Coronavirus triggers CDC’s highest travel warning for Wuhan

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Do NOT go to Wuhan: CDC issues its highest travel warning urging Americans to avoid travel to the locked down epicenter of China’s deadly coronavirus outbreak

  • The CDC updated its travel warning from a level 2 alert to a level 3 on Thursday
  • It states that Americans should ‘avoid unessential travel’ and is the highest warning the CDC can issue 
  • Officials in China have locked down Wuhan, suspending travel out of and within the city 
  • So far, 644 cases have been confirmed across the globe and 18 people have died

The Centers for Disease Control and Prevention (CDC) have issued their highest travel warning for Wuhan, China due to concerns over the new, mysterious coronavirus,

On Thursday, the agency updated its warning from a level 2 alert which means ‘practice enhanced precautions’ to level 3, which urges Americans to ‘avoid unessential travel.’ 

So far, the virus, known as 2019-nCoV, has sickened more than 640 people around the world, with cases reaching as far as the US and leaving 18 dead.

It comes on the heels of the Chinese government announcing that it was locking down Wuhan, the city of 11 million people and the epicenter of the outbreak. 

The CDC issues its highest travel warning on Thursday, urging Americans to 'avoid unessential travel' to Wuhan as the new coronavirus has left 644 sickened and 17 dead. Pictured: Travelers in face masks walk past a display board showing a canceled flight from Wuhan at Beijing Capital International Airport on Thursday

The CDC issues its highest travel warning on Thursday, urging Americans to ‘avoid unessential travel’ to Wuhan as the new coronavirus has left 644 sickened and 17 dead. Pictured: Travelers in face masks walk past a display board showing a canceled flight from Wuhan at Beijing Capital International Airport on Thursday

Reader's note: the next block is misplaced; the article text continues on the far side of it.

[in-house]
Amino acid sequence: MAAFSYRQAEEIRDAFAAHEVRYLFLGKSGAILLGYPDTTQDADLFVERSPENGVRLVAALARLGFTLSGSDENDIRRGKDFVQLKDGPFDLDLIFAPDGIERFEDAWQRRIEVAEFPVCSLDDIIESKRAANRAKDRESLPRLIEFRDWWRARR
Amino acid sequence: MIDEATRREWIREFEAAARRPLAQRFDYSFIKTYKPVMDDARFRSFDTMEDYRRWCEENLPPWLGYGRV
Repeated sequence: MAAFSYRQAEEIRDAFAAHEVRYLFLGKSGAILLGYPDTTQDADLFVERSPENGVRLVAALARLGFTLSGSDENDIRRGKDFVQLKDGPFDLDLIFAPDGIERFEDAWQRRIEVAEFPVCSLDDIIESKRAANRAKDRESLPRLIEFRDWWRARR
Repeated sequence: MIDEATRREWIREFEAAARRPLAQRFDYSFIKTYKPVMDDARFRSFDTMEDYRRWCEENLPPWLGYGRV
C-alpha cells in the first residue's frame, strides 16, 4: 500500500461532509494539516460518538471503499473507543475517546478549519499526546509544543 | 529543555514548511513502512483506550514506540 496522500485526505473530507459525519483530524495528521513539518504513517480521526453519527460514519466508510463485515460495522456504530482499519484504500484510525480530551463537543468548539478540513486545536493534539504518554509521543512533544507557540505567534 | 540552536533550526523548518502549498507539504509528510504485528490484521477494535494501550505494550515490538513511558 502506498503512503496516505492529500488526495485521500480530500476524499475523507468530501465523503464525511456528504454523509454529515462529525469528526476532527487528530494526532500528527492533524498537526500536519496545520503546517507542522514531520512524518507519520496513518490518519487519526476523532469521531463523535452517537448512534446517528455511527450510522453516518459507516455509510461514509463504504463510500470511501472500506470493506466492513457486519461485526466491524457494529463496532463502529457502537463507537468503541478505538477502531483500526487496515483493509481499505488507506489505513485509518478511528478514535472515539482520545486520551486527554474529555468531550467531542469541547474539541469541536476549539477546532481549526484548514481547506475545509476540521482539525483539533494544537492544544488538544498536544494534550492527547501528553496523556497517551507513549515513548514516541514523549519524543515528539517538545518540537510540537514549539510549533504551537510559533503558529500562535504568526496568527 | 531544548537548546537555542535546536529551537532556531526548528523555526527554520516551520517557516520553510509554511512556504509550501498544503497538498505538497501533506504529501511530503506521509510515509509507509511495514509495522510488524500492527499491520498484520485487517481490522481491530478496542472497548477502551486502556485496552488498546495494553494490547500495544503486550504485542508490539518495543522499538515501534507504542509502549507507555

Meanwhile, the State Department had advised Americans planning to visit China to exercise increased caution. 

US health officials started screening passengers arriving from China at John F Kennedy International Airport in New York, San Francisco International Airport and Los Angeles International Airport after the first case was confirmed in Washington state on Tuesday. 

Screening has now been expanded to two more airports: Hartsfield-Jackson Atlanta International and Chicago O’Hare. 

According to the CDC, the first patient – a man who lives in Snohomish County and is in his 30s – arrived in the US on January 15 after visiting Wuhan.  

He reportedly had no symptoms of the virus upon arrival but, after reading about the outbreak online and developing symptoms, he contacted his doctor.

The man is currently quarantined in a hospital outside of Seattle.  

Meanwhile, in China, officials have taken unprecedented measures in an attempt to stop the spread of this rapidly-developing outbreak.

On Thursday, authorities announced that planes, trains and buses leaving Wuhan were canceled. Tollways on roads out of the city were also shut down. 

Additionally, all public transportation within the city would be suspended, including buses, subways and ferries.

China has also closed several tourism attractions and cultural sites including Beijing’s Forbidden City, which saw 19 million visitors last year.

City authorities also canceled Lunar New Year events in the nation’s capital as well as temple fairs ‘to strengthen prevention and support’. 

The Wuhan coronavirus is believed to have emerged from illegally traded wildlife at a seafood market, with experts suggesting the virus was passed to humans from snakes or wolf cubs. 

Most of the 644 cases are in China, but patients have been confirmed in Japan, Saudi Arabia, Singapore, South Korea, Taiwan, Thailand, Vietnam and the US.   

Almost all of the 17 deaths have occurred among older males who had pre-existing conditions. 

According to the Centers for Disease of Control and Prevention, signs may appear as quickly as two days or as far as 14 days after exposure. 

The agency says this is based on what was seen in the incubation period for Middle East respiratory syndrome (MERS), a cousin of the new virus that originated in Saudi Arabia in 2012. 

There is no cure for the new virus or vaccine to prevent it, and the National Institutes of Health says research to develop a vaccine is in ‘very preliminary stages.’

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